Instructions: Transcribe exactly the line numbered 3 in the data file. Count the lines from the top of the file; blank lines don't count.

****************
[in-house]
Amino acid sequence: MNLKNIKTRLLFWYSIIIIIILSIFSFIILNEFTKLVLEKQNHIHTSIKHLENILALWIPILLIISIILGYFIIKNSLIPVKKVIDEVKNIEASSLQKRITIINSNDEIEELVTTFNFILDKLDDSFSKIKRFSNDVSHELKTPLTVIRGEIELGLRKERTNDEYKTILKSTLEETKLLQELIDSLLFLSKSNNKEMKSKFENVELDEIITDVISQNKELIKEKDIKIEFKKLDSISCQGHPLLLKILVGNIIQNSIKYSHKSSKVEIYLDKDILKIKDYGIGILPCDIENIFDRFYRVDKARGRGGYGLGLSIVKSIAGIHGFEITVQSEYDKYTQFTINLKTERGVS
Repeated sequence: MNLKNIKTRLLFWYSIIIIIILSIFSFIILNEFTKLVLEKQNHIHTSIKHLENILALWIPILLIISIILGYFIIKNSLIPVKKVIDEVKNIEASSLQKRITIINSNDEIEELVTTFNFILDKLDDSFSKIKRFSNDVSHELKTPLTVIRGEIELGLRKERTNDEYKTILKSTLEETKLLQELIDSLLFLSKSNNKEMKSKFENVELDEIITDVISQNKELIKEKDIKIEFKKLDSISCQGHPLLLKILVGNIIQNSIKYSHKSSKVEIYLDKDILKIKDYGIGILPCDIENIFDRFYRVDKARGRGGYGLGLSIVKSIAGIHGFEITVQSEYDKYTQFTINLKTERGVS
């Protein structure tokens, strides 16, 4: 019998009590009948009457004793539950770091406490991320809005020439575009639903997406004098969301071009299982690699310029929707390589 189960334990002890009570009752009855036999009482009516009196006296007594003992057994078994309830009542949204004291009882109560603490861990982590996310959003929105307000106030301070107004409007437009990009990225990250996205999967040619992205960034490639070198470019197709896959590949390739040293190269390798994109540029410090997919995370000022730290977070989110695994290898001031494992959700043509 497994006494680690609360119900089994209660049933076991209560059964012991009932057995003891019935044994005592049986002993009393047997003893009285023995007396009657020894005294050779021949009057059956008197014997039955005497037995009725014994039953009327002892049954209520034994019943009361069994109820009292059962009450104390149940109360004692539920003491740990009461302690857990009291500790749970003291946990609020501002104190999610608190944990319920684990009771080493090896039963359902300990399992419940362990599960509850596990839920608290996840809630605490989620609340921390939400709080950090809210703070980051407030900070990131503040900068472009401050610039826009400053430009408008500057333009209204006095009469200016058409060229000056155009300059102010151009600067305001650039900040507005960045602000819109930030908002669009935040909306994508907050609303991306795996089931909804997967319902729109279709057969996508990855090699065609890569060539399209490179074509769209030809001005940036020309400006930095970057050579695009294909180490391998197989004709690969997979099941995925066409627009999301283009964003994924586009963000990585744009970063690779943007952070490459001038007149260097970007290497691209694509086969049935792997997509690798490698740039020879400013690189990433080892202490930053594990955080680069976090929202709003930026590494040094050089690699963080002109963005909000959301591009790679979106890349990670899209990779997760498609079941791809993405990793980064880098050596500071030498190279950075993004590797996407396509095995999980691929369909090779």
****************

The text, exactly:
Repeated sequence: MNLKNIKTRLLFWYSIIIIIILSIFSFIILNEFTKLVLEKQNHIHTSIKHLENILALWIPILLIISIILGYFIIKNSLIPVKKVIDEVKNIEASSLQKRITIINSNDEIEELVTTFNFILDKLDDSFSKIKRFSNDVSHELKTPLTVIRGEIELGLRKERTNDEYKTILKSTLEETKLLQELIDSLLFLSKSNNKEMKSKFENVELDEIITDVISQNKELIKEKDIKIEFKKLDSISCQGHPLLLKILVGNIIQNSIKYSHKSSKVEIYLDKDILKIKDYGIGILPCDIENIFDRFYRVDKARGRGGYGLGLSIVKSIAGIHGFEITVQSEYDKYTQFTINLKTERGVS